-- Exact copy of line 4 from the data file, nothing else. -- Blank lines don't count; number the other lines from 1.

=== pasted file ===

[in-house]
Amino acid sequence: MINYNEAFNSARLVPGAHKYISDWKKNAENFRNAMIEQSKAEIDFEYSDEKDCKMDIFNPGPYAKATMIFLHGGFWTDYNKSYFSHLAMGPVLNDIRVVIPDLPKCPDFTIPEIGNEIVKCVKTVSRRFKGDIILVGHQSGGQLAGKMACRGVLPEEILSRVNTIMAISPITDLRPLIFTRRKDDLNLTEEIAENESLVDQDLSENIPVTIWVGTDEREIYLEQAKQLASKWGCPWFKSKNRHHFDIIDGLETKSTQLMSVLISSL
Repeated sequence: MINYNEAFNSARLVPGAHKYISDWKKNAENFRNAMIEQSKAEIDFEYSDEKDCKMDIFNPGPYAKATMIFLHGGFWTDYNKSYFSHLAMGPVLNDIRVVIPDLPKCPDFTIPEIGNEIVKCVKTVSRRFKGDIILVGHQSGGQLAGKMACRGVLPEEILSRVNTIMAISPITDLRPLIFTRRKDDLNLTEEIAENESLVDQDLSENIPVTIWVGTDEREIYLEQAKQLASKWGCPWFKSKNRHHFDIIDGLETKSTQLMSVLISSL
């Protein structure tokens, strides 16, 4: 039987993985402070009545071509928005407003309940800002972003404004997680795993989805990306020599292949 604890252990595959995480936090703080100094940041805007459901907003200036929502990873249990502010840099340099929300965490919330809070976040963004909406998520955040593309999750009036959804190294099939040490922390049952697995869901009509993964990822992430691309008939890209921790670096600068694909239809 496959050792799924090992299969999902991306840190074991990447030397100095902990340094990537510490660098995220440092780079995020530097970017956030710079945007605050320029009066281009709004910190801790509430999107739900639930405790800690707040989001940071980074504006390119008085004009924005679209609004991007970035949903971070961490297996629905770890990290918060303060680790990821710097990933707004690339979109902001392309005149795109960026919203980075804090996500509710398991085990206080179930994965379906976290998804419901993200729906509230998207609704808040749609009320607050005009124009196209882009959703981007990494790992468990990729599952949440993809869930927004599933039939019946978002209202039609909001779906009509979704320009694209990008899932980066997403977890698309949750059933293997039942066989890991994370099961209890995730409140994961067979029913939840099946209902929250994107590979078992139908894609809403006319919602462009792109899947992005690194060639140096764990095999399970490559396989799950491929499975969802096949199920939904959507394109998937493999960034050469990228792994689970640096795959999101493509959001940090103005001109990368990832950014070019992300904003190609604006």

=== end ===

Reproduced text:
């Protein structure tokens, strides 16, 4: 039987993985402070009545071509928005407003309940800002972003404004997680795993989805990306020599292949 604890252990595959995480936090703080100094940041805007459901907003200036929502990873249990502010840099340099929300965490919330809070976040963004909406998520955040593309999750009036959804190294099939040490922390049952697995869901009509993964990822992430691309008939890209921790670096600068694909239809 496959050792799924090992299969999902991306840190074991990447030397100095902990340094990537510490660098995220440092780079995020530097970017956030710079945007605050320029009066281009709004910190801790509430999107739900639930405790800690707040989001940071980074504006390119008085004009924005679209609004991007970035949903971070961490297996629905770890990290918060303060680790990821710097990933707004690339979109902001392309005149795109960026919203980075804090996500509710398991085990206080179930994965379906976290998804419901993200729906509230998207609704808040749609009320607050005009124009196209882009959703981007990494790992468990990729599952949440993809869930927004599933039939019946978002209202039609909001779906009509979704320009694209990008899932980066997403977890698309949750059933293997039942066989890991994370099961209890995730409140994961067979029913939840099946209902929250994107590979078992139908894609809403006319919602462009792109899947992005690194060639140096764990095999399970490559396989799950491929499975969802096949199920939904959507394109998937493999960034050469990228792994689970640096795959999101493509959001940090103005001109990368990832950014070019992300904003190609604006």